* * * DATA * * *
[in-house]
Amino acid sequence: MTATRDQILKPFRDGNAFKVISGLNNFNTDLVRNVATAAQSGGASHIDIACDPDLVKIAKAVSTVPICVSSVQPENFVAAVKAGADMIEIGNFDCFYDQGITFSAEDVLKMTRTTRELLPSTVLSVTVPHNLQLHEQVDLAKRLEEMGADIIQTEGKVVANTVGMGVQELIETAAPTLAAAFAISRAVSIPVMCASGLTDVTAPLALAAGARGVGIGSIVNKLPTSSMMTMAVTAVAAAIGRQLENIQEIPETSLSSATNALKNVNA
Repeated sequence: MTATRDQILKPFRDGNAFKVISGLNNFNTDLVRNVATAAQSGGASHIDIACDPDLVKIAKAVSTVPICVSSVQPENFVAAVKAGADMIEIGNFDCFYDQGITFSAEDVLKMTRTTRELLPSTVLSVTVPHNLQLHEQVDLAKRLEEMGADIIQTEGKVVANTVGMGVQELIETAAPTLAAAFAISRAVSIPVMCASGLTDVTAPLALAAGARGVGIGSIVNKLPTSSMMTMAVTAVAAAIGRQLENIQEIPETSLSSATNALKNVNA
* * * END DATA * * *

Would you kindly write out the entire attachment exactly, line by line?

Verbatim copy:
[in-house]
Amino acid sequence: MTATRDQILKPFRDGNAFKVISGLNNFNTDLVRNVATAAQSGGASHIDIACDPDLVKIAKAVSTVPICVSSVQPENFVAAVKAGADMIEIGNFDCFYDQGITFSAEDVLKMTRTTRELLPSTVLSVTVPHNLQLHEQVDLAKRLEEMGADIIQTEGKVVANTVGMGVQELIETAAPTLAAAFAISRAVSIPVMCASGLTDVTAPLALAAGARGVGIGSIVNKLPTSSMMTMAVTAVAAAIGRQLENIQEIPETSLSSATNALKNVNA
Repeated sequence: MTATRDQILKPFRDGNAFKVISGLNNFNTDLVRNVATAAQSGGASHIDIACDPDLVKIAKAVSTVPICVSSVQPENFVAAVKAGADMIEIGNFDCFYDQGITFSAEDVLKMTRTTRELLPSTVLSVTVPHNLQLHEQVDLAKRLEEMGADIIQTEGKVVANTVGMGVQELIETAAPTLAAAFAISRAVSIPVMCASGLTDVTAPLALAAGARGVGIGSIVNKLPTSSMMTMAVTAVAAAIGRQLENIQEIPETSLSSATNALKNVNA